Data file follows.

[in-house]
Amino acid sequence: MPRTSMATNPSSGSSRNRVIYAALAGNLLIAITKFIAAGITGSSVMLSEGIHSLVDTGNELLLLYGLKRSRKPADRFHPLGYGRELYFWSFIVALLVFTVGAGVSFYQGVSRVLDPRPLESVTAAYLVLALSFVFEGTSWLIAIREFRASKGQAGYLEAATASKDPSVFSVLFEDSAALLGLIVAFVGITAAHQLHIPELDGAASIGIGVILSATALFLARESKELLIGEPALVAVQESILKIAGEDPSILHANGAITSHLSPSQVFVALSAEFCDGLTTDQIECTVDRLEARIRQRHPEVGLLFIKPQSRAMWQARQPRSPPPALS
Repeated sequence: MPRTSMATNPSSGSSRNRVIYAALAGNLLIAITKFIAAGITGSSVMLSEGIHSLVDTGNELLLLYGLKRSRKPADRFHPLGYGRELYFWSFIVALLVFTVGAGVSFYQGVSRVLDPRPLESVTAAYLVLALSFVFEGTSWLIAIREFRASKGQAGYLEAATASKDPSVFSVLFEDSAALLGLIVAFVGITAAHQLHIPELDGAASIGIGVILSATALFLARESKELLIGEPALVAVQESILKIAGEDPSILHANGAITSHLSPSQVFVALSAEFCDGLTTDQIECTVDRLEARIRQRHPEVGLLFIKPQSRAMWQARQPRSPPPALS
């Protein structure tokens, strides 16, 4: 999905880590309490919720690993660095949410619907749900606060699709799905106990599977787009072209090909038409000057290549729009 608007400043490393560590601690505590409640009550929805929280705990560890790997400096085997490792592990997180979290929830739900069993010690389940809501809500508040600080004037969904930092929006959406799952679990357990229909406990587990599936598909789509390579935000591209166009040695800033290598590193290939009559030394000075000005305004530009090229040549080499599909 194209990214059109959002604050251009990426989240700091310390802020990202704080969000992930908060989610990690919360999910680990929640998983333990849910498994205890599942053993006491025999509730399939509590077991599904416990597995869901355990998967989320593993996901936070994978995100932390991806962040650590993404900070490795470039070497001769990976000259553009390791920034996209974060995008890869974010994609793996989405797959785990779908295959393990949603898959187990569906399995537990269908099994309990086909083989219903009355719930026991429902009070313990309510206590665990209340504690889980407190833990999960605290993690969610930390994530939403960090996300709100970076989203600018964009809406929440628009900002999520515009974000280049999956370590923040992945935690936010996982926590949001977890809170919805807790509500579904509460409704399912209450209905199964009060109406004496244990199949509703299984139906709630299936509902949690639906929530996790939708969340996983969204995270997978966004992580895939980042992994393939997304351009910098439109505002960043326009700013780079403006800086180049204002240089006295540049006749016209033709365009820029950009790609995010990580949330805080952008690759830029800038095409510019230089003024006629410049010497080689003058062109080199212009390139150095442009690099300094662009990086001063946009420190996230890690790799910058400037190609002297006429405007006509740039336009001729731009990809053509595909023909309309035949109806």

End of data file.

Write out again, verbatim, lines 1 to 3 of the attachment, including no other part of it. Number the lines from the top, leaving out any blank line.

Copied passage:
[in-house]
Amino acid sequence: MPRTSMATNPSSGSSRNRVIYAALAGNLLIAITKFIAAGITGSSVMLSEGIHSLVDTGNELLLLYGLKRSRKPADRFHPLGYGRELYFWSFIVALLVFTVGAGVSFYQGVSRVLDPRPLESVTAAYLVLALSFVFEGTSWLIAIREFRASKGQAGYLEAATASKDPSVFSVLFEDSAALLGLIVAFVGITAAHQLHIPELDGAASIGIGVILSATALFLARESKELLIGEPALVAVQESILKIAGEDPSILHANGAITSHLSPSQVFVALSAEFCDGLTTDQIECTVDRLEARIRQRHPEVGLLFIKPQSRAMWQARQPRSPPPALS
Repeated sequence: MPRTSMATNPSSGSSRNRVIYAALAGNLLIAITKFIAAGITGSSVMLSEGIHSLVDTGNELLLLYGLKRSRKPADRFHPLGYGRELYFWSFIVALLVFTVGAGVSFYQGVSRVLDPRPLESVTAAYLVLALSFVFEGTSWLIAIREFRASKGQAGYLEAATASKDPSVFSVLFEDSAALLGLIVAFVGITAAHQLHIPELDGAASIGIGVILSATALFLARESKELLIGEPALVAVQESILKIAGEDPSILHANGAITSHLSPSQVFVALSAEFCDGLTTDQIECTVDRLEARIRQRHPEVGLLFIKPQSRAMWQARQPRSPPPALS